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NGSS Lesson Planning Template

Lesson # 2 in a series of 5
Brief Lesson Description: The lesson will be opened with a mini demonstration with me dropping a few
objects of different weights onto the floor. The students will discuss and share their observations of why
the objects fell differently. The class will then move into a discussion about matter, ending with air and
its properties. I will then show the class the sample parachute and drop it down, the students will state
their observations and connect to the opening discussion, this will introduce the vocabulary as well as the
focus question, How does a parachute interact with air? The students will then receive their materials
and construct their parachutes. Once they have constructed their parachutes they will drop them and
observe. Once they have observed we will open up comments and questions with the class relating them
to the vocabulary previously discussed. We will then answer our focus question on our recording sheet.
The students will think about how air slows the descent of the parachute.
Performance Expectation(s):
Grade/ Grade Band: 1st

Topic: Parachutes

Ask questions, make observations, and gather information about a situation people want to
change to define a simple problem that can be solved through the development of a new or
improved object or tool (NGSS 2016).
Specific Learning Outcomes:
Students will be able to answer the focus question about how parachutes interact with air.
Students will be able to construct their own parachute.
Students will be able to record their observations.
Narrative / Background Information
Prior Student Knowledge: Gather students in the area where they will view the video in Step 2 and ask
(my classroom does not have the technology for the video instead we will have a class discussion.)

My expectation for my students prior knowledge is the fundamental differences between solids,
liquids, and gases as well as a description of the main properties of air. I will also expect that they
have seen a parachute before (a picture) and know the main function of a parachute. I am also
anticipating that the students will not have all of the vocabulary about parachutes, rather the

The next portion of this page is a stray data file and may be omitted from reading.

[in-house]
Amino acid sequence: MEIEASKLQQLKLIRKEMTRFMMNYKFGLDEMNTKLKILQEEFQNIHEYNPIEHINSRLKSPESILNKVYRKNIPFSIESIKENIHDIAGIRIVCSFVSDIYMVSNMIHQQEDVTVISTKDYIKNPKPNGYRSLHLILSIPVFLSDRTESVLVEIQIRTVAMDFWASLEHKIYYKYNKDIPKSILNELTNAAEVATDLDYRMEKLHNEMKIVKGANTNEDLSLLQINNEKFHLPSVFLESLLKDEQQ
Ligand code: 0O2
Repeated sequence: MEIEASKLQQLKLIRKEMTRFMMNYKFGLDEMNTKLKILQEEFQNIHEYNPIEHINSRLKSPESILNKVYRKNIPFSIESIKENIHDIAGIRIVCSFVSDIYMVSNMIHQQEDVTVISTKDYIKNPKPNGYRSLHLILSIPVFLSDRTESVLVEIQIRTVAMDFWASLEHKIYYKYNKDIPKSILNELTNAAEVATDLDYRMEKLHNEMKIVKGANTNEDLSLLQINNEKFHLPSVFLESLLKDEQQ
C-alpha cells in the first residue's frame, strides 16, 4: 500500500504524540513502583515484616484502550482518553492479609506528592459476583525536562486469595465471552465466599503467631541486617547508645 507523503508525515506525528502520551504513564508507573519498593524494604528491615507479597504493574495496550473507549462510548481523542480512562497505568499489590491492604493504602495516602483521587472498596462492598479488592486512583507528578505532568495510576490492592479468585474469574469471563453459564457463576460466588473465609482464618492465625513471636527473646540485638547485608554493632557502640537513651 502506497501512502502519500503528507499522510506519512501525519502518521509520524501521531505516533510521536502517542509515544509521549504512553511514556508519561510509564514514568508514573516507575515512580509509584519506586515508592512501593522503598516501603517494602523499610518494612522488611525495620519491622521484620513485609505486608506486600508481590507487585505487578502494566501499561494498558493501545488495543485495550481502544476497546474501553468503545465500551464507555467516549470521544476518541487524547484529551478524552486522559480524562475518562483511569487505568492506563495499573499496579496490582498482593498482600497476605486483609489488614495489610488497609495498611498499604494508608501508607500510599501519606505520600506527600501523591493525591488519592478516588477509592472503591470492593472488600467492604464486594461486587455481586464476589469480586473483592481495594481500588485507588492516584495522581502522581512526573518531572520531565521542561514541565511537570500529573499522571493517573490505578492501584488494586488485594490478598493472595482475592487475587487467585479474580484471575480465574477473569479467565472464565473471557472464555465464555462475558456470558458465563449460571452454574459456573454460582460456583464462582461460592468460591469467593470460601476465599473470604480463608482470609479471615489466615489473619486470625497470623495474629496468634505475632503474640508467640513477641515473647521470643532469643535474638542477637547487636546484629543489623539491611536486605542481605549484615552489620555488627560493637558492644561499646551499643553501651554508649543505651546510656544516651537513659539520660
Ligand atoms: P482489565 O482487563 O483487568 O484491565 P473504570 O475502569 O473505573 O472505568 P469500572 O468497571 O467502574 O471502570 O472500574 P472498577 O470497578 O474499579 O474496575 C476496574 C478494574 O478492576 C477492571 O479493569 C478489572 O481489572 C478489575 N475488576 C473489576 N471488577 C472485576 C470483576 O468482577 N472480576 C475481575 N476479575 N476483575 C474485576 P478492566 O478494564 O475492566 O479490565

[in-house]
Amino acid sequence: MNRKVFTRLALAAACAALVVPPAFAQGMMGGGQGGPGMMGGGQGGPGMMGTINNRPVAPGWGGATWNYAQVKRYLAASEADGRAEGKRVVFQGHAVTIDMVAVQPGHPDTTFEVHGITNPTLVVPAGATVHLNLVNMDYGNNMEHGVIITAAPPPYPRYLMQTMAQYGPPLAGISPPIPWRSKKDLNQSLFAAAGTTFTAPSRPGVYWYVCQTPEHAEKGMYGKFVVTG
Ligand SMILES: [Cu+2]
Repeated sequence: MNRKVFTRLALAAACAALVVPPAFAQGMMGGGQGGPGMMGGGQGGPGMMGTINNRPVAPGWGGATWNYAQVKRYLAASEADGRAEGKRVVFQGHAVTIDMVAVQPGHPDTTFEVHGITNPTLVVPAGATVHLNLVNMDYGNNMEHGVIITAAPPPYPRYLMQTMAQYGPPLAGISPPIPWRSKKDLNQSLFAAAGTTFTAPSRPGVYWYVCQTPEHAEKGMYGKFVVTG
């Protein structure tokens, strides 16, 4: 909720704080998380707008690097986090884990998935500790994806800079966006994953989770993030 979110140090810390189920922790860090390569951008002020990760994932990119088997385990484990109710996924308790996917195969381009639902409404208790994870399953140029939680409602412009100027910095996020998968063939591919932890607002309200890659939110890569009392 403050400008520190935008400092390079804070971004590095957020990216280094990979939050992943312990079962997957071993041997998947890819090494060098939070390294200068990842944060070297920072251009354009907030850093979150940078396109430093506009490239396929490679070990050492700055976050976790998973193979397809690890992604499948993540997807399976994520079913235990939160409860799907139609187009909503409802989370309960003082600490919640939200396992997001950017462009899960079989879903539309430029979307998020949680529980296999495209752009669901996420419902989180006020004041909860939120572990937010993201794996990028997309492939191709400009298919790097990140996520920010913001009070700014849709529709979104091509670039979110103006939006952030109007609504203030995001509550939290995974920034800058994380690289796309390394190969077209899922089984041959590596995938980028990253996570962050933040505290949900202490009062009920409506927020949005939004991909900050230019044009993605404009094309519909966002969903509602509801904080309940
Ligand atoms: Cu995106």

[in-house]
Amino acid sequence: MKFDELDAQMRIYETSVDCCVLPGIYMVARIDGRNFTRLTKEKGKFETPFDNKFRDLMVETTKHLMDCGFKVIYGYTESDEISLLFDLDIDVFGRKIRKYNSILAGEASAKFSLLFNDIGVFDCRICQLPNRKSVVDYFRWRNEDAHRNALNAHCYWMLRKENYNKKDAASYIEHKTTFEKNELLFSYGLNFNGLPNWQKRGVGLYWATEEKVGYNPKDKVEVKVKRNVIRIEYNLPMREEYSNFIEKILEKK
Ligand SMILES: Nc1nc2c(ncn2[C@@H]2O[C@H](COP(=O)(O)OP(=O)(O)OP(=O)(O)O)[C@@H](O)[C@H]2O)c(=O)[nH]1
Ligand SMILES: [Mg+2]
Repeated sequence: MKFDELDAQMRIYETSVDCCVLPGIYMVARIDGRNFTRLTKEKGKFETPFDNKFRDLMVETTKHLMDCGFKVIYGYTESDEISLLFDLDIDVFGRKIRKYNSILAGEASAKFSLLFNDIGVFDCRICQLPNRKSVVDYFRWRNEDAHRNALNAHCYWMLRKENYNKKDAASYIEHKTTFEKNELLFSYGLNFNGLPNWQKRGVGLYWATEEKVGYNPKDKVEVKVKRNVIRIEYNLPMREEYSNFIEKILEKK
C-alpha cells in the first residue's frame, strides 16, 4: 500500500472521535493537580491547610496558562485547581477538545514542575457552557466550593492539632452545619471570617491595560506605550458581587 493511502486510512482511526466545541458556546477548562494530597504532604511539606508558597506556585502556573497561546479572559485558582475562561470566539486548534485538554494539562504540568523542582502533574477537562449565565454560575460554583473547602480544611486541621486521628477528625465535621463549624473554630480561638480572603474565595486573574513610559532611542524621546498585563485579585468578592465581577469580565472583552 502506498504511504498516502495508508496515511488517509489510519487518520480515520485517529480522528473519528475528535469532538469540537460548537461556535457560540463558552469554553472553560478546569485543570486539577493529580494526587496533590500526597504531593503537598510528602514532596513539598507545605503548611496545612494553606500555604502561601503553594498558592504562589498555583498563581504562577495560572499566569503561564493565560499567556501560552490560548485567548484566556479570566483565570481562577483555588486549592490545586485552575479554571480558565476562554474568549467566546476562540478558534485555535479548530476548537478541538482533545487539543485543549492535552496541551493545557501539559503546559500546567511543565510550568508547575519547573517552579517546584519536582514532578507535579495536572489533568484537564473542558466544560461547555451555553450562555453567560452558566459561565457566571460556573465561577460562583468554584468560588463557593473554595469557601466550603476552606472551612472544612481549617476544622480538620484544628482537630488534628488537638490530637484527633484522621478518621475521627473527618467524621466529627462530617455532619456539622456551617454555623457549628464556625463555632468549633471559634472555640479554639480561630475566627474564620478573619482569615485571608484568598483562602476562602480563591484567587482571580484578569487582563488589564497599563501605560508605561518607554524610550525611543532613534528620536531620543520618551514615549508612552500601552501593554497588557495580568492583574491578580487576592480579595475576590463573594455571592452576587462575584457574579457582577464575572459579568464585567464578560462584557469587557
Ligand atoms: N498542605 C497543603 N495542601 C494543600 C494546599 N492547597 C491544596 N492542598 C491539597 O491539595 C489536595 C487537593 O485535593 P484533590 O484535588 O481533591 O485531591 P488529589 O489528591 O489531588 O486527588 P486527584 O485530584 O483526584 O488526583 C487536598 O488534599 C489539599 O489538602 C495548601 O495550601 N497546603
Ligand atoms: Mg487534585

vocabulary of air. For example; air pressure, weight, gas, etc. I will activate this prior knowledge with
the information and questions below.
If you needed to drop a box of food and water from an airplane for some firefighters, what do you
think might happen?
Why do you feel that might happen?
Here I will have the students explain their initial thoughts of what might happen to the box of food
and water. I will ask them to explain using what they know about air. From this we will move
into the discussion about air properties and activate prior knowledge to see what they already

know and vocabulary they can come up with as a class based off of their prior knowledge.
I will then drop a marker, a feather, and a paperclip on the floor and have the students analyze what
fell faster and why this might be the case.
What could you do to solve the problem and deliver the box to the ground gently?
What is a parachute? Where have you seen one?
This is where I will show the example parachute and release it so that the students can see what the
sample looks like before creating their own. This will also demonstrate for them how to properly drop
their parachute.
Science & Engineering
Disciplinary Core Ideas:
Crosscutting Concepts:
Primary students know some
Cause and effect. Air can
Asking questions and
basics about air. They know that
interact with things to
defining problems about the
they breathe air and that air is in
make them move or to
design of a parachute that
balloons and bubbles. When
slow them down (air
uses air pressure to safely
pressed to think about it, they
deliver cargo to the ground
will report that air is all around
(food-supply air drop).
and that wind is air in motion.
Systems and system models.
Still, primary students have
Many different systems
difficulty understanding that air
Developing and using models
use air as one of their
is matter. Their position often is